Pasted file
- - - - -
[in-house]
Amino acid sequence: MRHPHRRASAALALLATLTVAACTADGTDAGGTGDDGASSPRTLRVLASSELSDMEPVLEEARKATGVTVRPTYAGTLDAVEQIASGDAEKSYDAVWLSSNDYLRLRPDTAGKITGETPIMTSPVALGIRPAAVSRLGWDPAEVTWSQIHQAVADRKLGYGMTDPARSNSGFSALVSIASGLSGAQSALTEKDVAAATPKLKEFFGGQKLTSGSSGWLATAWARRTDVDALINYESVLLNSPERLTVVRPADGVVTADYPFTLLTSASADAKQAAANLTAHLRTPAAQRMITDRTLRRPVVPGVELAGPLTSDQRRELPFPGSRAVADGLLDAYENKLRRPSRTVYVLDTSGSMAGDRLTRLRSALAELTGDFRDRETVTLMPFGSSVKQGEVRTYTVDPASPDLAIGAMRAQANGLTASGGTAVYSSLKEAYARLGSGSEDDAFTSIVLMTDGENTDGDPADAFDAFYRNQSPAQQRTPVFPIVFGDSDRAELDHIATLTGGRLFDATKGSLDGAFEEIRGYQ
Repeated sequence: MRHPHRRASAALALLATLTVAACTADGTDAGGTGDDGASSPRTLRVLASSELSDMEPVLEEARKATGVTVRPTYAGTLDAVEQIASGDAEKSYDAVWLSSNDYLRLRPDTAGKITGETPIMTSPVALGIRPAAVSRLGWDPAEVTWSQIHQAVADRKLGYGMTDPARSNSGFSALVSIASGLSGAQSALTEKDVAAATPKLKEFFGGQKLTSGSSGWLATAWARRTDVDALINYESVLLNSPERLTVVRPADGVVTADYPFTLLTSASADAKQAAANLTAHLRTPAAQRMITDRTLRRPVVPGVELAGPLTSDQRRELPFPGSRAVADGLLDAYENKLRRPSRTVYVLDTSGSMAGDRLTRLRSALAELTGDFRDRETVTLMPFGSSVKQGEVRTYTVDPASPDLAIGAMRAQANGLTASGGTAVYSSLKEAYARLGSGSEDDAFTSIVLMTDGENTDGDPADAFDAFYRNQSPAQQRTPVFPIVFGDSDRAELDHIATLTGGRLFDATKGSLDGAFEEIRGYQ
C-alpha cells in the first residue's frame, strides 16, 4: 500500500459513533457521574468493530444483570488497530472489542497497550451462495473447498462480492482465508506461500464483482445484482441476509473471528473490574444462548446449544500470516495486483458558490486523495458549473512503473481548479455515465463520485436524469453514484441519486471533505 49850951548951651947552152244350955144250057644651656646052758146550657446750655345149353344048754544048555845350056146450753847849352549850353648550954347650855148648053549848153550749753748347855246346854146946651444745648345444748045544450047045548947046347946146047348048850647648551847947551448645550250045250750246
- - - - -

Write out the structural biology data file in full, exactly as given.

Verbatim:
[in-house]
Amino acid sequence: MRHPHRRASAALALLATLTVAACTADGTDAGGTGDDGASSPRTLRVLASSELSDMEPVLEEARKATGVTVRPTYAGTLDAVEQIASGDAEKSYDAVWLSSNDYLRLRPDTAGKITGETPIMTSPVALGIRPAAVSRLGWDPAEVTWSQIHQAVADRKLGYGMTDPARSNSGFSALVSIASGLSGAQSALTEKDVAAATPKLKEFFGGQKLTSGSSGWLATAWARRTDVDALINYESVLLNSPERLTVVRPADGVVTADYPFTLLTSASADAKQAAANLTAHLRTPAAQRMITDRTLRRPVVPGVELAGPLTSDQRRELPFPGSRAVADGLLDAYENKLRRPSRTVYVLDTSGSMAGDRLTRLRSALAELTGDFRDRETVTLMPFGSSVKQGEVRTYTVDPASPDLAIGAMRAQANGLTASGGTAVYSSLKEAYARLGSGSEDDAFTSIVLMTDGENTDGDPADAFDAFYRNQSPAQQRTPVFPIVFGDSDRAELDHIATLTGGRLFDATKGSLDGAFEEIRGYQ
Repeated sequence: MRHPHRRASAALALLATLTVAACTADGTDAGGTGDDGASSPRTLRVLASSELSDMEPVLEEARKATGVTVRPTYAGTLDAVEQIASGDAEKSYDAVWLSSNDYLRLRPDTAGKITGETPIMTSPVALGIRPAAVSRLGWDPAEVTWSQIHQAVADRKLGYGMTDPARSNSGFSALVSIASGLSGAQSALTEKDVAAATPKLKEFFGGQKLTSGSSGWLATAWARRTDVDALINYESVLLNSPERLTVVRPADGVVTADYPFTLLTSASADAKQAAANLTAHLRTPAAQRMITDRTLRRPVVPGVELAGPLTSDQRRELPFPGSRAVADGLLDAYENKLRRPSRTVYVLDTSGSMAGDRLTRLRSALAELTGDFRDRETVTLMPFGSSVKQGEVRTYTVDPASPDLAIGAMRAQANGLTASGGTAVYSSLKEAYARLGSGSEDDAFTSIVLMTDGENTDGDPADAFDAFYRNQSPAQQRTPVFPIVFGDSDRAELDHIATLTGGRLFDATKGSLDGAFEEIRGYQ
C-alpha cells in the first residue's frame, strides 16, 4: 500500500459513533457521574468493530444483570488497530472489542497497550451462495473447498462480492482465508506461500464483482445484482441476509473471528473490574444462548446449544500470516495486483458558490486523495458549473512503473481548479455515465463520485436524469453514484441519486471533505 49850951548951651947552152244350955144250057644651656646052758146550657446750655345149353344048754544048555845350056146450753847849352549850353648550954347650855148648053549848153550749753748347855246346854146946651444745648345444748045544450047045548947046347946146047348048850647648551847947551448645550250045250750246